Commentary: Tokyo's Rigged Markets Need Revolution, Not Reform

Prime Minister Ryutaro Hashimoto was livid. At a press conference, he was queried about the new scandal at Nomura Securities Co. Nomura traders had pumped up the price of a stock so an investor with mob connections could profit. The money involved is small, less than $600,000. But what outraged Hashimoto is that Nomura, Japan's most powerful securities firm by far, had played ball with the yakuza before, when it helped a mob boss make a stock killing in 1991. "Why do such things keep happening?" Hashimoto demanded.

No doubt Hashimoto was genuinely irate, but he shouldn't be surprised. He knows why. These scams keep happening because they are part of the system--and because no one in government has made a serious effort to punish wrongdoers. "Corruption is endemic," said R. Taggart Murphy, an independent financial analyst. "These things will continue until you get a revolution." The scandal underscores the need for Hashimoto's proposed financial reforms. But if this reform fails, many foreign institutions and individual Japanese will avoid a market they suspect is rigged.

Nomura will not escape censure entirely. It faces criminal charges, and President Hideo Sakamaki will resign, along with the directors who oversaw the illegal trading. Many major Japanese and foreign institutions, including the California Public Employees' Retirement System pension fund, have suspended business with Nomura. Its shares have fallen over 11% since the scandal broke on Mar. 6.

Yet if the past is any guide, very little will change. Look at what has happened since 1991. Then, Nomura's top two execs, Chairman Setsuya Tabuchi and President Yoshihisa Tabuchi (no relation), resigned. But Nomura kept its hammerlock on the business, and the self-imposed penance proved largely ceremonial. By 1995, the Tabuchis' rehabilitation was complete, and they returned to the board.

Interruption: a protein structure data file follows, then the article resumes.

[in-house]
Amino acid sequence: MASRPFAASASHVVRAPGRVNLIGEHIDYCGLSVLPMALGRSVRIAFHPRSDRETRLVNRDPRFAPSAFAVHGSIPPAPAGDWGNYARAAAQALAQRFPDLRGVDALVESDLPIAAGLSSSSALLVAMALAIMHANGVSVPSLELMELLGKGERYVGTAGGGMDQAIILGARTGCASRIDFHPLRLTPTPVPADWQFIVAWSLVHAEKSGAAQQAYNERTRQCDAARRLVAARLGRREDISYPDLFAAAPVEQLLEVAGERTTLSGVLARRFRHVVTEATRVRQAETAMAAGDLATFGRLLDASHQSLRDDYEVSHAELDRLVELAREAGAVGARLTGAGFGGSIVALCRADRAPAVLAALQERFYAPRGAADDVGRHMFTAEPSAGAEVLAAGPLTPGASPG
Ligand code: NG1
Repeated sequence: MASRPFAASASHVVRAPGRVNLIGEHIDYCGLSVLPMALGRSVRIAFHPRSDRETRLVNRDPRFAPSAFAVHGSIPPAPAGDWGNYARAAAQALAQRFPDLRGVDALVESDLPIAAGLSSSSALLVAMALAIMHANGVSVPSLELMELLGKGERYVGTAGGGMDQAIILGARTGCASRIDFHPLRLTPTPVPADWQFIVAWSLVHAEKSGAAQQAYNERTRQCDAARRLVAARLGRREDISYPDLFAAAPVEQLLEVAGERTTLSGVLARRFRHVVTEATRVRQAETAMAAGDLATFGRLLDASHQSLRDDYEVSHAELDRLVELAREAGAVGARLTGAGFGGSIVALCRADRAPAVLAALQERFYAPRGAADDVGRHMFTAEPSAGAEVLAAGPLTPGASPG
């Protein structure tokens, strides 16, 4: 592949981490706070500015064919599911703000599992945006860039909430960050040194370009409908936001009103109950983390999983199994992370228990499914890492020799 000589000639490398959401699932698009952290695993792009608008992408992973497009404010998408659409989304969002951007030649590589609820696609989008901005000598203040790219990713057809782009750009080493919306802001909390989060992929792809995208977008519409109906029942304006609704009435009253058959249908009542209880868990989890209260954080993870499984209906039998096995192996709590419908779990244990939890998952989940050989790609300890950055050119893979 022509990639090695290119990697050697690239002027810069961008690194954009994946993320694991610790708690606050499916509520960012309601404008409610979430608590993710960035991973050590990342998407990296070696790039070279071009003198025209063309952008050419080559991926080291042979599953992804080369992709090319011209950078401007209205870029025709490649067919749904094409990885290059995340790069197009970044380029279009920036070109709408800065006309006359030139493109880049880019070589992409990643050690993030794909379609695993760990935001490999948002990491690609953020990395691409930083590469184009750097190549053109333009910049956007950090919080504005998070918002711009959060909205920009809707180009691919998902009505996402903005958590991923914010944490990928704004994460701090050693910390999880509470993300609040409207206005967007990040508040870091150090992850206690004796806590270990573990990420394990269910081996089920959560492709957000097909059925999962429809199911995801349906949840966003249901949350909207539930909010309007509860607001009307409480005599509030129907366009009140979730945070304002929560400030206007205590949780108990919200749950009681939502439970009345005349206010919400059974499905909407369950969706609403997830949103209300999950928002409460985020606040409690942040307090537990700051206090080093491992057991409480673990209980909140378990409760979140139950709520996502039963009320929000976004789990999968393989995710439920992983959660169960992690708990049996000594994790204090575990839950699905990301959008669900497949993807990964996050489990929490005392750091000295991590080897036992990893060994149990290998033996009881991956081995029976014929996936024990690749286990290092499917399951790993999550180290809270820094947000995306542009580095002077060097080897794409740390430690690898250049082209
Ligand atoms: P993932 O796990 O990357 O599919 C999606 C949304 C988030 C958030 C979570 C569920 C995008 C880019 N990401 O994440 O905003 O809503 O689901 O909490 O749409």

Just as important, authorities have done little to curb the sokaiya, racketeers with yakuza links who meddle in the markets and extort payments in exchange for not disrupting shareholder meetings. They are allegedly part of the latest scandal. "Dealing with the sokaiya is a daily occurrence," says an ex-Nomura staffer.

Scams aren't unique to Japan. But at least on Wall Street, many have suffered mightily for their missteps. John H. Gutfreund, ex-chairman of Salomon Brothers Inc., and two other top execs paid $40 million to settle a lawsuit after the firm's 1991 Treasury-auction scandal. Drexel Burnham Lambert Inc. disintegrated under the pressure of a government probe. Regulators closed Daiwa Bank Ltd.'s New York branch last year and fined it $340 million for hiding $1 billion in bond-trading losses.

TAX BONUS. In contrast, Japan's Security & Exchange Surveillance Commission is thinly staffed and has nothing like the clout of Washington's Securities & Exchange Commission. And local law treats many offenses lightly. If committed in Japan, Daiwa's deception would have drawn a fine of less than $8,500. Daiwa even talked Tokyo tax authorities into letting it claim the U.S. fine as a loss. That ruling should lower its 1996 taxes by more than $100 million.

Much tougher oversight is needed as Japan approaches a redrawing of its financial markets. In 1998, the business barriers between banks and brokerages should fall, along with commissions on large-lot stock trading. So foreign firms could lure away clients who don't like Nomura's prices or trading practices.

With deregulation coming, the ruling party proposes to set up a new watchdog agency to replace the SESC. This group would be separate from the Finance Ministry, which has long put the interests of the financial sector before those of the investing public. But ex-MOF staffers are expected to run it, and it will have no added powers or expanded staff to prosecute financial crimes.

That's hardly the kind of body that can root out mob influence and ensure market transparency. Then again, that may be the point: Set up a weak commission that just pretends to police the markets. If that's the case, Hashimoto's deregulation won't create the modern capital markets Japan needs. And soon, another Prime Minister will wonder aloud why scandal is rocking the securities business.

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